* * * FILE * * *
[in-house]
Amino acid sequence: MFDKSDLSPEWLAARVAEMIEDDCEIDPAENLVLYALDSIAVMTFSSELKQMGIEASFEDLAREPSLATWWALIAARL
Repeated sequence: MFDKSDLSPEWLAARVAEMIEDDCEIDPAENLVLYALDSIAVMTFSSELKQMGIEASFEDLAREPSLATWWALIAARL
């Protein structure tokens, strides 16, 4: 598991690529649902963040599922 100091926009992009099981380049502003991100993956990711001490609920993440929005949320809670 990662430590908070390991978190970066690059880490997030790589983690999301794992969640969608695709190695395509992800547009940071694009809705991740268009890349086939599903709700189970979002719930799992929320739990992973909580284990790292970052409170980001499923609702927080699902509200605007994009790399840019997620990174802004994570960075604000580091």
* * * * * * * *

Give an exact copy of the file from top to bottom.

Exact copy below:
[in-house]
Amino acid sequence: MFDKSDLSPEWLAARVAEMIEDDCEIDPAENLVLYALDSIAVMTFSSELKQMGIEASFEDLAREPSLATWWALIAARL
Repeated sequence: MFDKSDLSPEWLAARVAEMIEDDCEIDPAENLVLYALDSIAVMTFSSELKQMGIEASFEDLAREPSLATWWALIAARL
């Protein structure tokens, strides 16, 4: 598991690529649902963040599922 100091926009992009099981380049502003991100993956990711001490609920993440929005949320809670 990662430590908070390991978190970066690059880490997030790589983690999301794992969640969608695709190695395509992800547009940071694009809705991740268009890349086939599903709700189970979002719930799992929320739990992973909580284990790292970052409170980001499923609702927080699902509200605007994009790399840019997620990174802004994570960075604000580091």